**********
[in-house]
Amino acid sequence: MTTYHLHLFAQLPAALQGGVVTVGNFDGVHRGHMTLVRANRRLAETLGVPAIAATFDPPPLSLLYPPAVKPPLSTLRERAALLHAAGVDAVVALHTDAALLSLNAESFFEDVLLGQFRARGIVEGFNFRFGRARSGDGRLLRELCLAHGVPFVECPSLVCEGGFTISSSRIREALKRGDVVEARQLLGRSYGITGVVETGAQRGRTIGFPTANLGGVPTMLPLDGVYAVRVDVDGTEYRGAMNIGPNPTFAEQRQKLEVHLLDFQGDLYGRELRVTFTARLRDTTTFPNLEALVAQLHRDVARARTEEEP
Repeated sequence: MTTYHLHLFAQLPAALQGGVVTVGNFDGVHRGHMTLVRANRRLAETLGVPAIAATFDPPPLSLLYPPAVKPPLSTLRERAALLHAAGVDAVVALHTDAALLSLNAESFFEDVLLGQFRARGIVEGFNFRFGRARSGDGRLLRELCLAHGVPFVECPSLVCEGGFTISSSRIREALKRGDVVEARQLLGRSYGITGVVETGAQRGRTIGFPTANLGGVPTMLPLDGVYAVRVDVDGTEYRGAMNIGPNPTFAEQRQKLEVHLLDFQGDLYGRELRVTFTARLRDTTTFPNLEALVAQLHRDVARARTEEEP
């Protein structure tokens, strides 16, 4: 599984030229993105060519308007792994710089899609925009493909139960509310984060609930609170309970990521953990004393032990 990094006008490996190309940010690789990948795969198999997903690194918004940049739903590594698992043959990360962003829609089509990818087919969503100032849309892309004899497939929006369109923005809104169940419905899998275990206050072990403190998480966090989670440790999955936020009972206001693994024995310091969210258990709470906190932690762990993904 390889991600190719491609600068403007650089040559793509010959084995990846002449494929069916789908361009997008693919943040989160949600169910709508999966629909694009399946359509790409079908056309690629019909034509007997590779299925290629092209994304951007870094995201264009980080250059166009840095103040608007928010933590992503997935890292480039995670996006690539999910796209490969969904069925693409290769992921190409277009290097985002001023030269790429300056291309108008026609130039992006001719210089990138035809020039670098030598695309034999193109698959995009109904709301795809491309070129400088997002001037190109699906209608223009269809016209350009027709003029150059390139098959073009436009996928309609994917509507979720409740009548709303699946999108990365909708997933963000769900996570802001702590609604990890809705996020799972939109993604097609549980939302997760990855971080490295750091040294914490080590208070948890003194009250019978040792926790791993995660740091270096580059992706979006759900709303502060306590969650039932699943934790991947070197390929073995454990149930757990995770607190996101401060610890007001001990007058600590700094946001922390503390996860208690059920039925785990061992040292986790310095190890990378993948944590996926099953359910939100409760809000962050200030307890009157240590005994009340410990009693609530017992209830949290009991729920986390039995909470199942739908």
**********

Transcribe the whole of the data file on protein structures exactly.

[in-house]
Amino acid sequence: MTTYHLHLFAQLPAALQGGVVTVGNFDGVHRGHMTLVRANRRLAETLGVPAIAATFDPPPLSLLYPPAVKPPLSTLRERAALLHAAGVDAVVALHTDAALLSLNAESFFEDVLLGQFRARGIVEGFNFRFGRARSGDGRLLRELCLAHGVPFVECPSLVCEGGFTISSSRIREALKRGDVVEARQLLGRSYGITGVVETGAQRGRTIGFPTANLGGVPTMLPLDGVYAVRVDVDGTEYRGAMNIGPNPTFAEQRQKLEVHLLDFQGDLYGRELRVTFTARLRDTTTFPNLEALVAQLHRDVARARTEEEP
Repeated sequence: MTTYHLHLFAQLPAALQGGVVTVGNFDGVHRGHMTLVRANRRLAETLGVPAIAATFDPPPLSLLYPPAVKPPLSTLRERAALLHAAGVDAVVALHTDAALLSLNAESFFEDVLLGQFRARGIVEGFNFRFGRARSGDGRLLRELCLAHGVPFVECPSLVCEGGFTISSSRIREALKRGDVVEARQLLGRSYGITGVVETGAQRGRTIGFPTANLGGVPTMLPLDGVYAVRVDVDGTEYRGAMNIGPNPTFAEQRQKLEVHLLDFQGDLYGRELRVTFTARLRDTTTFPNLEALVAQLHRDVARARTEEEP
């Protein structure tokens, strides 16, 4: 599984030229993105060519308007792994710089899609925009493909139960509310984060609930609170309970990521953990004393032990 990094006008490996190309940010690789990948795969198999997903690194918004940049739903590594698992043959990360962003829609089509990818087919969503100032849309892309004899497939929006369109923005809104169940419905899998275990206050072990403190998480966090989670440790999955936020009972206001693994024995310091969210258990709470906190932690762990993904 390889991600190719491609600068403007650089040559793509010959084995990846002449494929069916789908361009997008693919943040989160949600169910709508999966629909694009399946359509790409079908056309690629019909034509007997590779299925290629092209994304951007870094995201264009980080250059166009840095103040608007928010933590992503997935890292480039995670996006690539999910796209490969969904069925693409290769992921190409277009290097985002001023030269790429300056291309108008026609130039992006001719210089990138035809020039670098030598695309034999193109698959995009109904709301795809491309070129400088997002001037190109699906209608223009269809016209350009027709003029150059390139098959073009436009996928309609994917509507979720409740009548709303699946999108990365909708997933963000769900996570802001702590609604990890809705996020799972939109993604097609549980939302997760990855971080490295750091040294914490080590208070948890003194009250019978040792926790791993995660740091270096580059992706979006759900709303502060306590969650039932699943934790991947070197390929073995454990149930757990995770607190996101401060610890007001001990007058600590700094946001922390503390996860208690059920039925785990061992040292986790310095190890990378993948944590996926099953359910939100409760809000962050200030307890009157240590005994009340410990009693609530017992209830949290009991729920986390039995909470199942739908």